Prolonged nicotine exposure reduces aversion to the drug in mice by altering nicotinic transmission in the interpeduncular nucleus

Abstract

Nicotine intake is likely to result from a balance between the rewarding and aversive properties of the drug, yet the individual differences in neural activity that control aversion to nicotine and their adaptation during the addiction process remain largely unknown. Using a two-bottle choice experiment, we observed considerable heterogeneity in nicotine-drinking profiles in isogenic adult male mice, with about half of the mice persisting in nicotine consumption even at high concentrations, whereas the other half stopped consuming. We found that nicotine intake was negatively correlated with nicotine-evoked currents in the interpeduncular nucleus (IPN), and that prolonged exposure to nicotine, by weakening this response, decreased aversion to the drug, and hence boosted consumption. Lastly, using knock-out mice and local gene re-expression, we identified b4-containing nicotinic acetylcholine receptors of IPN neurons as molecular and cellular correlates of nicotine aversion. Collectively, our results identify the IPN as a substrate for individual variabilities and adaptations in nicotine consumption.

Data availability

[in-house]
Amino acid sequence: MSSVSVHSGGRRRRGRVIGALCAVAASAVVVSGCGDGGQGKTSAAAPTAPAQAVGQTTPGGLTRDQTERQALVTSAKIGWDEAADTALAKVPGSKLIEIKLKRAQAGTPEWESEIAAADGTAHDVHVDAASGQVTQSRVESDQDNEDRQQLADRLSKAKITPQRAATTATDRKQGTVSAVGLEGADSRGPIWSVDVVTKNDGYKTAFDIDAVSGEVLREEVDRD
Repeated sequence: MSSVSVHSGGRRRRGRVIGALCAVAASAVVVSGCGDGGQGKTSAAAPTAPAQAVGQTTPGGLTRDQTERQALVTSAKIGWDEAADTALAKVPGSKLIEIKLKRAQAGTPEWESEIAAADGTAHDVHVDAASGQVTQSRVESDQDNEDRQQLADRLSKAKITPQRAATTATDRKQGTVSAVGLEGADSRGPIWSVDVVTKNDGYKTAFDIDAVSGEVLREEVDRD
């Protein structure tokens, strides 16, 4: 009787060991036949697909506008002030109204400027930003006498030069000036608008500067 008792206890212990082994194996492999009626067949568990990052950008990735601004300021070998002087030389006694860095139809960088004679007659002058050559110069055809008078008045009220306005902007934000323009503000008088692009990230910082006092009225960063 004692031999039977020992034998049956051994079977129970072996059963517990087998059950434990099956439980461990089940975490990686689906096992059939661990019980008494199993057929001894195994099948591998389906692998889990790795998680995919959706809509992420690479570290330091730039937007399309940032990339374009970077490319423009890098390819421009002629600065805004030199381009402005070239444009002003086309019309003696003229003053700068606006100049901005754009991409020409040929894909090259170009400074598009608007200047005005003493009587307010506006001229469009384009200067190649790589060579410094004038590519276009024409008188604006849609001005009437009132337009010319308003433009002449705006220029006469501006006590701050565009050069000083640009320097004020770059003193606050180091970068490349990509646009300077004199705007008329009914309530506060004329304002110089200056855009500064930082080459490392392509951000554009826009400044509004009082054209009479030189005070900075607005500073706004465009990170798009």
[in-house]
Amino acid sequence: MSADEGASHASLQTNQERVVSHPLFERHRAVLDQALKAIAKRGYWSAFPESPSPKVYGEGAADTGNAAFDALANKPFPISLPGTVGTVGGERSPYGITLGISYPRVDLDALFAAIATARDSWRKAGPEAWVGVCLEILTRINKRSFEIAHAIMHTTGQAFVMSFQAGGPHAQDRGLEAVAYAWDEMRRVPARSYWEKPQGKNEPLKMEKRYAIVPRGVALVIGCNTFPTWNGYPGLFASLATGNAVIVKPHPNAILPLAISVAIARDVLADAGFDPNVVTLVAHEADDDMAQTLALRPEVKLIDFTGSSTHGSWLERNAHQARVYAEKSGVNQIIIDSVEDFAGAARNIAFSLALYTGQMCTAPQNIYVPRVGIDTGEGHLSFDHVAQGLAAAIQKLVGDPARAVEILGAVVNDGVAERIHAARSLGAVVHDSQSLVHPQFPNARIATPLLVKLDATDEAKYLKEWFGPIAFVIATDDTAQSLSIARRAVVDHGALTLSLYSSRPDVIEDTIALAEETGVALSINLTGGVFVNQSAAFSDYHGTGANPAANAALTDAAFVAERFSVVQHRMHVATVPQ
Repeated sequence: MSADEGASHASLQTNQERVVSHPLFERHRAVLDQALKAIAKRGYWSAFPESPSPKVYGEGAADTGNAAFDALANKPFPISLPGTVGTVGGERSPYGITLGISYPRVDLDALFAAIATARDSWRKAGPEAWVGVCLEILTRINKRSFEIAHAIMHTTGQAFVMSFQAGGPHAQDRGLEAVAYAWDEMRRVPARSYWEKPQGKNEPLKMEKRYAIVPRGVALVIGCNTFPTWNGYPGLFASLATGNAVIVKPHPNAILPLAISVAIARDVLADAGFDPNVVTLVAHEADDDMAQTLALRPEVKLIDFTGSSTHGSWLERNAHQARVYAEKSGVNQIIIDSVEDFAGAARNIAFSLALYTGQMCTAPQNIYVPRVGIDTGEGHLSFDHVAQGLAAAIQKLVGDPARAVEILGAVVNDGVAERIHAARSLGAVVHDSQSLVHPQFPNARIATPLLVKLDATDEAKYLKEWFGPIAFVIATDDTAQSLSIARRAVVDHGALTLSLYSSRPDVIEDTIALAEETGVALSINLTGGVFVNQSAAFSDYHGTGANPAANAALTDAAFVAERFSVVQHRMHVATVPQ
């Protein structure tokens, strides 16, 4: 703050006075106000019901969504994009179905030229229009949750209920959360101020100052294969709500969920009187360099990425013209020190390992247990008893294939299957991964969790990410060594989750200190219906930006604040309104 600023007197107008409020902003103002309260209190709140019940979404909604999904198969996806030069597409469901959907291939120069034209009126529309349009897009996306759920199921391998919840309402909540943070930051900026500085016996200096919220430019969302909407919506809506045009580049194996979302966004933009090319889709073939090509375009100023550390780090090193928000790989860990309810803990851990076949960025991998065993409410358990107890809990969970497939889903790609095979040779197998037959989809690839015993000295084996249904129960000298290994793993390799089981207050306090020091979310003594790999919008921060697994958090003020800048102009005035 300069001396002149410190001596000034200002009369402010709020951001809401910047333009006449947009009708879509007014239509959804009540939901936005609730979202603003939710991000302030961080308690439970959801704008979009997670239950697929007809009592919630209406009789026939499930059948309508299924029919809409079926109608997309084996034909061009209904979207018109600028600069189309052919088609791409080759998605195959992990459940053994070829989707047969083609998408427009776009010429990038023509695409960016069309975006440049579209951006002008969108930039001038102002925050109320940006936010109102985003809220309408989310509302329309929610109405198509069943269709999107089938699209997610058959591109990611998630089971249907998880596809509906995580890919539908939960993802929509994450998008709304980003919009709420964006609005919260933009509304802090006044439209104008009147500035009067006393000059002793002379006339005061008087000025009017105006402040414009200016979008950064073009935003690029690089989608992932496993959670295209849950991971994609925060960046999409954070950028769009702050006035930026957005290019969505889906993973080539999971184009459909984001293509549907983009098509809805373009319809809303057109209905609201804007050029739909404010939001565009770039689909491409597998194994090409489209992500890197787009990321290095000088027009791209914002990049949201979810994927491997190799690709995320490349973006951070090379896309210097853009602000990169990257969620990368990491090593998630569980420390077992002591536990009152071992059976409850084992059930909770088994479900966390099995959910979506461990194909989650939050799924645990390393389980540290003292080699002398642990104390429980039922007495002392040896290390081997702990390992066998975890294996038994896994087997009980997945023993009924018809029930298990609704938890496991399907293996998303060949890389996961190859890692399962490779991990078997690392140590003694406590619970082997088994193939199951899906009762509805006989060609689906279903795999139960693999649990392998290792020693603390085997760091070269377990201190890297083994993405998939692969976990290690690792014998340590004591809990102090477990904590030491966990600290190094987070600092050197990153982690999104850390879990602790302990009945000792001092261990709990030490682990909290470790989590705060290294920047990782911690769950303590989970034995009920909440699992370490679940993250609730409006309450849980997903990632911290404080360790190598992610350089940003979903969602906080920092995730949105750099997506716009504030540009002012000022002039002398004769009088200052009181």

All data generated or analysed during this study are included in the manuscript and supporting files. Source data have been provided for all the figures.

Article and author information

Author details

  1. Sarah Mondoloni

    Neuroscience Paris Seine - Institut de Biologie Paris Seine, Sorbonne Université, INSERM, CNRS, Paris, France
    Competing interests
    The authors declare that no competing interests exist.
    ORCID icon "This ORCID iD identifies the author of this article:" 0000-0002-6134-3715
  2. Claire Nguyen

    Neuroscience Paris Seine - Institut de Biologie Paris Seine, Sorbonne Université, INSERM, CNRS, Paris, France
    Competing interests
    The authors declare that no competing interests exist.
    ORCID icon "This ORCID iD identifies the author of this article:" 0000-0002-0347-3626
  3. Eléonore Vicq

    Brain Plasticity Unit, ESPCI Paris, Paris, France
    Competing interests
    The authors declare that no competing interests exist.
  4. Maria Ciscato

    Brain Plasticity Unit, ESPCI Paris, Paris, France
    Competing interests
    The authors declare that no competing interests exist.
  5. Joachim Jehl

    Brain Plasticity Unit, ESPCI Paris, Paris, France
    Competing interests
    The authors declare that no competing interests exist.
    ORCID icon "This ORCID iD identifies the author of this article:" 0000-0001-9821-7619
  6. Romain Durand-de Cuttoli

    Neuroscience Paris Seine - Institut de Biologie Paris Seine, Sorbonne Université, INSERM, CNRS, Paris, France
    Competing interests
    The authors declare that no competing interests exist.
  7. Nicolas Torquet

    Neuroscience Paris Seine - Institut de Biologie Paris Seine, Sorbonne Université, INSERM, CNRS, Paris, France
    Competing interests
    The authors declare that no competing interests exist.
    ORCID icon "This ORCID iD identifies the author of this article:" 0000-0001-9032-193X
  8. Stefania Tolu

    Neuroscience Paris Seine - Institut de Biologie Paris Seine, Sorbonne Université, INSERM, CNRS, Paris, France
    Competing interests
    The authors declare that no competing interests exist.
  9. Stéphanie Pons